New Research Partnership
Sydney Living Museums has announced a new partnership with the University of Southampton and the Royal College of Music as part of a three-year research project exploring domestic music and heritage in the Georgian home.
Sydney Living Museums will join the University of Southampton and the Royal College of Music as a partner organisation in the project 'Music, Home, and Heritage: Sounding the Domestic in Georgian Britain' led by Principal Investigator Professor Jeanice Brooks (University of Southampton) and Co-Investigator Dr Wiebke Thormählen (Royal College of Music). Dr Matthew Stephens, Research Librarian, Caroline Simpson Library & Research Collection, will be SLM’s representative on the project. Funding of £655,000 has been awarded for the three-year project, commencing September 2017, by the Arts & Humanities Research Council (UK), and other partner organisations include the British Library, the National Trust and the Buccleuch Living Heritage Trust.
The Role of Sydney Living Museums
SLM’s main contribution will be to assist in the synthesis of existing research on the use of music in historic house interpretation, and to devise methodological frameworks for future work in the field. Dr Stephens will co-edit, with Professor Brooks and Dr Thormählen, a book of essays exploring approaches to sound heritage and music making in historic houses. A conference examining the themes of the book will be held in London in 2019, and the book’s release is planned for 2020. Dr Stephens will also provide a more general advisory role for some of the interpretation projects which form the research study.
The project asks how listening to and performing music figured in understandings of home, family and domestic space in Georgian Britain. It seeks both to expand knowledge of the sounding history of Georgian domestic interiors and to explore how to integrate this understanding more fully into heritage interpretations of historic houses today. It considers the meanings that performers and listeners attributed to music in domestic settings, and explores how emotional or spiritual aspects of musical practice figured in the transformation of houses into homes. It will track the increasing delineation of domesticity from public life, and investigate how this intersects with historical narratives on the professionalisation of music, on class structures and on the formulation of family and gender roles.
The project will probe how music traversed geographical and social space, particularly through dance music, oratorio and opera, which linked familial leisure with forms of public entertainment. This enhanced understanding of domestic musical practice will be integrated into our exploration of new models for making domestic music visible and audible for heritage visitors today. Better knowledge of the role of music in domestic architecture, decoration and social life, and of musical links to artefacts and objects, can provide powerful new interpretive tools and highlight connections between tangible and intangible heritage.
While much of the project is focused on the story of music within the domestic sphere of Georgian Britain, this partnership provides an opportunity for SLM to use this new research to rethink interpretative approaches to music, which was primarily sourced from Britain, in the late Georgian home in Australia. The project also enables SLM to share more broadly its interpretative and pedagogical expertise in the interpretation of historic houses through music.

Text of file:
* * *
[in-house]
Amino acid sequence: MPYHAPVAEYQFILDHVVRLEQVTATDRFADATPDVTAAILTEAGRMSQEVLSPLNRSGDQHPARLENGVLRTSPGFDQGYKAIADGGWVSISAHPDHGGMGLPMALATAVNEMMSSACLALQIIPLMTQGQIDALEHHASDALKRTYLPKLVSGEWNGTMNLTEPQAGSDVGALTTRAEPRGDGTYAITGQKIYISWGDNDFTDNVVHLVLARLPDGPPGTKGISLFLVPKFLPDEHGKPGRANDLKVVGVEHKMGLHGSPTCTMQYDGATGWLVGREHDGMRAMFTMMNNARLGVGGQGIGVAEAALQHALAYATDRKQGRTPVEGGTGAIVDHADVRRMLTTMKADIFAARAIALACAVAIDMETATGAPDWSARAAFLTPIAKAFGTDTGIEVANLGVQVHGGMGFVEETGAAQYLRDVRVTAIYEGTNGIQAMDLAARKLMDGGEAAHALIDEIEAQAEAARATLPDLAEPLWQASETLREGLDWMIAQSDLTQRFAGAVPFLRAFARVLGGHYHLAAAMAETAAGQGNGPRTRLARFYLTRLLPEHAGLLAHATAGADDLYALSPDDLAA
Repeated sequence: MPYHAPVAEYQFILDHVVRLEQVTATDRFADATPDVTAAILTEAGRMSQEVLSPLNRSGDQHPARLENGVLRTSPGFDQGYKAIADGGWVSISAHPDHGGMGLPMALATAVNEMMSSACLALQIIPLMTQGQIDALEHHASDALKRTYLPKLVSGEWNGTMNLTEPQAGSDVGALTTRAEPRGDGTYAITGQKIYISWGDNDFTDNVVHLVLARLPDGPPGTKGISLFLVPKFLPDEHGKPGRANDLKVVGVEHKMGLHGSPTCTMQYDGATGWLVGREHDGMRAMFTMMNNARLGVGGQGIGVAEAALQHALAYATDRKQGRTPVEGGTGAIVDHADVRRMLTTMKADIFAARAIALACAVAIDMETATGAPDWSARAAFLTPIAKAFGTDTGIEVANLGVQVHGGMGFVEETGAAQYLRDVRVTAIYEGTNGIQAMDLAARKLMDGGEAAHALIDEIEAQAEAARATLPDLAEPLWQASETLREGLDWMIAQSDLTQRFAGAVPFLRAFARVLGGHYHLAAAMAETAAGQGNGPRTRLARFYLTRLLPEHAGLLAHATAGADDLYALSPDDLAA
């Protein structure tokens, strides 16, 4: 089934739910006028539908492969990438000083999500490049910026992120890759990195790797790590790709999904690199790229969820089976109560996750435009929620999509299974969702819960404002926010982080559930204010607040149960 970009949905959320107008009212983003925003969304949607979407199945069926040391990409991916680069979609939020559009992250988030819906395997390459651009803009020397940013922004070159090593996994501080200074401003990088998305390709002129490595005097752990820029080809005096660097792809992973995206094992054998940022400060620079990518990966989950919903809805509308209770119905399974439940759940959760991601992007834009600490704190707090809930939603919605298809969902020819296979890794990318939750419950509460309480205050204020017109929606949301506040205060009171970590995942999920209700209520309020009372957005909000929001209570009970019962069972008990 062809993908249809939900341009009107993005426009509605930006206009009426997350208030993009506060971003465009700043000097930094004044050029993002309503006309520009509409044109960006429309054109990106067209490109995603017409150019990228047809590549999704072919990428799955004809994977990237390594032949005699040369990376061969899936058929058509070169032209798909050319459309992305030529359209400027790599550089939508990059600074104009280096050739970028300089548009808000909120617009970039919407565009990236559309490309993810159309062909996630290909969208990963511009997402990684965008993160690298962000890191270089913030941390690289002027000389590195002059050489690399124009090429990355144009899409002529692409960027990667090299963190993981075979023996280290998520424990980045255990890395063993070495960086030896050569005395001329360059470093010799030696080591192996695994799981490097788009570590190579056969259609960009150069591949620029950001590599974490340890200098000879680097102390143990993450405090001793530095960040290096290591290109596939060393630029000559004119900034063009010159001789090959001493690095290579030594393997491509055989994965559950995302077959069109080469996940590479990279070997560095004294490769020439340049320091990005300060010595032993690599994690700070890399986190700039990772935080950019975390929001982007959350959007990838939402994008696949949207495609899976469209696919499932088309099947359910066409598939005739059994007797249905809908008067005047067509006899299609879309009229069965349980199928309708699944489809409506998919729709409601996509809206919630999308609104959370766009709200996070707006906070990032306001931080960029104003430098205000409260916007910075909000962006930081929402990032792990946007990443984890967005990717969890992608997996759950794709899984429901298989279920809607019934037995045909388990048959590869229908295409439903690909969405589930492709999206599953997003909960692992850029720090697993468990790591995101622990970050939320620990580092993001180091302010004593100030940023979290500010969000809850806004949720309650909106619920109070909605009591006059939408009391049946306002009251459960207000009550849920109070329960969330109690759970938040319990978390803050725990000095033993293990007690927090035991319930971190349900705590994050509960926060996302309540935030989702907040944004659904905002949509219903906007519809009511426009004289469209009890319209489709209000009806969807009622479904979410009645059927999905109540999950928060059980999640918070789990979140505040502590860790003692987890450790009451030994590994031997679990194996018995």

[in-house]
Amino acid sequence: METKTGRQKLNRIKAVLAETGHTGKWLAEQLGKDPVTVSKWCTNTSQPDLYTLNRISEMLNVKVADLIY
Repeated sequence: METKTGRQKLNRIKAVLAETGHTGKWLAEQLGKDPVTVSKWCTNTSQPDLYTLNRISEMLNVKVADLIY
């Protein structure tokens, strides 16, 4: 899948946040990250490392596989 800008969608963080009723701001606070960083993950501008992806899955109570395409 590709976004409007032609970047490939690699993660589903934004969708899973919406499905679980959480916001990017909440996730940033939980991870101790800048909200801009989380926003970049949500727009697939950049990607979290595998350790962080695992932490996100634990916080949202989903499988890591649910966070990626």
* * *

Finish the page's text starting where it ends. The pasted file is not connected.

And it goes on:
The project in more detail
The project includes an ambitious plan of primary research in Britain, including consideration of family papers (diaries, correspondence, accounts, inventories); extant music collections identified with specific houses and owners; music produced for domestic consumption, including arrangements of dance, opera and oratorio; historic guidebooks and furniture catalogues; and extant material settings. The historical research will lead to scholarly outputs in musicology and dance history, while also providing the musical materials underpinning practice-led work in heritage studies. In collaboration with the British Library, the research team will conduct a census of musical materials in UK historic houses, substantially enhancing existing research tools while providing the first overview of the material traces of domestic music available for use in heritage interpretation today.
With the support of project partner Sydney Living Museums, the project will synthesise existing research on the use of music in historic house interpretation, and devise methodological frameworks for future work in the field. A case study on dance, carried out with professional and student musicians and dancers at the Royal College of Music, will generate new understandings of how this key social activity was deployed in the home, and result in new recordings of dance music for use by historic dance companies and within the heritage sector. With project partners The National Trust, we will construct a case study at Erddig, Wrexham, Wales, providing a detailed history of music making in the house and devising a method for telling the larger story of the property and its occupants through and with music. At Boughton House, Northamptonshire, a case study mounted in collaboration with the Buccleuch Living Heritage Trust will explore how domestic consumption of stage music worked to construct understandings of private and public space and social identities.
Sydney Living Museums looks forward to contributing to this important international study and sharing with our audiences the benefits of its research.